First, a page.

Data table

The Data Table user interface (shown in Figure  6) enables analysis of the data uploaded by the user inside the actual tool in addition to fast export to Excel using Microsoft Office Spreadsheet ActiveX Control component. The data table visualizes the information associated with the chromosome that was selected by the user. It allows presenting a number of samples and chromosomes simultaneously as different sheets. The data table shows all of the information that was supplied by the user in a tabular fashion. In addition, the percentage of the mutant reads is displayed for an easier determination of SNP Homozygosity or Heterozygosity.

thumbnailFigure 6. The Data Table analysis interface enables the user to (A) select the files for viewing, one at a time and (B) view the data in a clear and familiar MS Spreadsheet environment, allowing easy export to Excel. Multiple files may be shown as separate sheets.

Sample comparison

When searching for a disease causing mutation, multiple samples are sequenced from a population which is either related or is diagnosed with the specific disease. In case several samples are uploaded into the GenomeGems, the user may compare samples and calculate the frequency of appearance of each SNP in the different samples. This information is displayed as a bar graph showing the frequencies of each SNP which surpass the threshold value selected formerly by the user, along with a corresponding table which serves as an index (as shown in Figure  7).

thumbnailFigure 7. The Compare Samples interface allows the user to (A) select files for comparison and choose a threshold for minimal SNP frequency and (B) view the results in a bar graph and a corresponding index table.

SNP view

Upon selection of desired files for analysis, the ‘SNP View’ interface (shown in Figure  8) displays a table containing the sample numbers that include each SNP in the specific chromosome defined formerly. This data may be useful for further analysis by the users, and can be easily exported to Microsoft Excel.

thumbnailFigure 8. The SNP-View interface allows the user to (A) select sample files for comparison containing the same chromosome number and (B) view a list of SNPs appearing in the selected samples, in the specified chromosome, with a list of the samples in which each SNP appears. The list may be easily exported to Excel for further analysis.

PGSNP file format in the UCSC Genome Browser

Many tools have been developed to examine the structure and function of the human gene set. For this purpose, genome browsers from the NCBI and UCSC have been designed. GenomeGems is designed to be compatible with the UCSC Genome Browser, created by the University of California Santa Cruz, as it is commonly used to analyze genetic information. It provides a graphical display of related genes that can be organized based on specific criteria such as expression levels, proximity in genome, protein similarity, and Gene Ontology (GO) [14,15]. By using GenomeGems, users can automatically convert the original format of data into a PgSNP format that can be viewed conveniently in UCSC Genome Browser using UCSC’s custom tracks feature (shown in Figure  9).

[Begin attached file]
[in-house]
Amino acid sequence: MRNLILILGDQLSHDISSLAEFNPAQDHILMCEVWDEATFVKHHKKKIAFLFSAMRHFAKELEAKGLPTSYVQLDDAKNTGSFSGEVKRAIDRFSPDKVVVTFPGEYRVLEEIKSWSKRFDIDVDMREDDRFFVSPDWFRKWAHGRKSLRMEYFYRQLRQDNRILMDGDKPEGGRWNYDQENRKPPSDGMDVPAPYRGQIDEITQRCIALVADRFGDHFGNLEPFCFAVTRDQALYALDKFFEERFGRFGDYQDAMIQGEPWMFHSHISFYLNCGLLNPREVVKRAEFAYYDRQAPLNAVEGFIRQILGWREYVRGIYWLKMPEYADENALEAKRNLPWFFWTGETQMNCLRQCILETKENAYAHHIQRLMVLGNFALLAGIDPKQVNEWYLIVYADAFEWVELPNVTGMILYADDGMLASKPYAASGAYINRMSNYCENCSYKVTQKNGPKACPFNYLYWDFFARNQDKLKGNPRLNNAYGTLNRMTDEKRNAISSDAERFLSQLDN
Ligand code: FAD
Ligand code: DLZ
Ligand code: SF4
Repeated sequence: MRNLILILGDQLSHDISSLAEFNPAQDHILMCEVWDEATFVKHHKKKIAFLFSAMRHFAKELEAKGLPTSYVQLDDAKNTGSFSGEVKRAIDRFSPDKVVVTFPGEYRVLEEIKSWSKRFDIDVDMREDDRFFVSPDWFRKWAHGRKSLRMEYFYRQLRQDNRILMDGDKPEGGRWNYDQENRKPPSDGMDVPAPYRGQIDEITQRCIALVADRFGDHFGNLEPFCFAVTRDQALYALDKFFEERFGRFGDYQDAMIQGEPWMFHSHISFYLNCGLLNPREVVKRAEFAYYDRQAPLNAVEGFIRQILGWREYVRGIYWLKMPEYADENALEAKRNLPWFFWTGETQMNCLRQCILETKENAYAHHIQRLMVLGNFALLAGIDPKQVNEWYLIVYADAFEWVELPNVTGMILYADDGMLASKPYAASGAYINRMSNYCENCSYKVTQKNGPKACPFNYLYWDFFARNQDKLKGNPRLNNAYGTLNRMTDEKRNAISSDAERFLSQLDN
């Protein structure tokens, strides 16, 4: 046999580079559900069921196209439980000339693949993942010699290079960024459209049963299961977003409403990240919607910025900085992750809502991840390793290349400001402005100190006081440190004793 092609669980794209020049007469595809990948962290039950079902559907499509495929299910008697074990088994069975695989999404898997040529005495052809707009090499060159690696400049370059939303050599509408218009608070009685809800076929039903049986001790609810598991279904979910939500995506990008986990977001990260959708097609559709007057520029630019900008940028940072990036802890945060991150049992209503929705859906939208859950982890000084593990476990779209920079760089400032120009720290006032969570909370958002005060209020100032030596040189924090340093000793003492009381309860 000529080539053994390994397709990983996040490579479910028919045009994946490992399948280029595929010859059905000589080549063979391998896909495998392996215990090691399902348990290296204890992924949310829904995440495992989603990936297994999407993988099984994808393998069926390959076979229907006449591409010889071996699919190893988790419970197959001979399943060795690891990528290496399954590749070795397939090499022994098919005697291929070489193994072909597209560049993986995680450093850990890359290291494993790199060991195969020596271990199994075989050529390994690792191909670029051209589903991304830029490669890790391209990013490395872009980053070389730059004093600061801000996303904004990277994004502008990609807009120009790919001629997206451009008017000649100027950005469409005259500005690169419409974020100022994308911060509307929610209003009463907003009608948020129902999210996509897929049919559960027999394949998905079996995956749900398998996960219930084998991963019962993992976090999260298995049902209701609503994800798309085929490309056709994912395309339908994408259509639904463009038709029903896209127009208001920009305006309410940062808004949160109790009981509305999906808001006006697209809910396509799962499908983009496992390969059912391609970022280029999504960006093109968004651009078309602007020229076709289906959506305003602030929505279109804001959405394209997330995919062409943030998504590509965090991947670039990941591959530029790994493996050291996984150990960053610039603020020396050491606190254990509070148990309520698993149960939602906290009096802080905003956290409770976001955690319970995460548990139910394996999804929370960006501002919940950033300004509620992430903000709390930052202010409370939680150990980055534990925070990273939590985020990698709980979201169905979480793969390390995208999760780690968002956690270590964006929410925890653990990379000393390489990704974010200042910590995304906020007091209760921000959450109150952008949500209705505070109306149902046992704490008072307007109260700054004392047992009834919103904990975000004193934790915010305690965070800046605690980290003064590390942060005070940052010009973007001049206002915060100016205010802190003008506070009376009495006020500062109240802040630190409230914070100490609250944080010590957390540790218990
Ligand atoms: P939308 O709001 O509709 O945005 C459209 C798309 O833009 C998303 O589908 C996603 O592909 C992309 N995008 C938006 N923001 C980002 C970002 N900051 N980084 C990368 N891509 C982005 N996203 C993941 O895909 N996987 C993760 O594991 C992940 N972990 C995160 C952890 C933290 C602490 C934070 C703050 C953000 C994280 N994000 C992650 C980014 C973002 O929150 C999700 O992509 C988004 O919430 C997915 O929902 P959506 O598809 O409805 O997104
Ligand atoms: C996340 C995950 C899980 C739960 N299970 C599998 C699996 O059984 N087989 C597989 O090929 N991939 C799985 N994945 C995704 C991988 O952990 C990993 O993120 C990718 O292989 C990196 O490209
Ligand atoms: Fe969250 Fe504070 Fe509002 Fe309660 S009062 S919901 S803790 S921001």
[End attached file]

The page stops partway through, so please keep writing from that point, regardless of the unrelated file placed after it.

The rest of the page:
thumbnailFigure 9. The PgSNP interface allows the user to (A) choose a file for conversion to PgSNP format and specify the location where the file will be saved, and (B) instructs the user how to upload the file to UCSC as a Custom Track in five simple steps.

Custom tracks in the UCSC

Custom tracks enable research scientists using the UCSC Genome Browser to visualize their own results or annotation tracks alongside standard annotation tracks. This simple tool may be used to display locations of SNPs as well as other information regarding each SNP [[27],[28]]. GenomeGems uses an algorithm for generating PgSNP files from the original data files, which can then be uploaded as a custom track in the UCSC Genome Browser. A display of the SNPs uploaded by the user is consequently created and supplementary information supplied by UCSC can be viewed. The additional information supplied by UCSC is the context of the SNP – CDS or Intron, and the properties of the changed amino acid–polarity, acidity and hydropathy, as seen in Figures  10 and 11.

thumbnailFigure 10. The UCSC Genome Browser allows the user to view the data uploaded into GenomeGems as a custom track. (A) The user can manipulate the view with options of move, zoom in, and zoom out, (B) the custom track appears at the top of the screen and can be set to hide, dense, squish, pack and full, and (C) when the user moves the mouse control over the specific SNP, the frequency of each allele is shown.

thumbnailFigure 11. When the user chooses one of the SNPs appearing in the UCSC visualization interface, a new window opens containing (A) the position of the SNP, in addition to band, genomic size and strand, (B) the frequency and quality score for each allele, and (C) the properties of the changed and original amino acids: polarity, acidity and hydropathy. Notice the alleles are relative to forward strand of reference genome, and the coding sequence changes are relative to the strand of transcript.

Additional information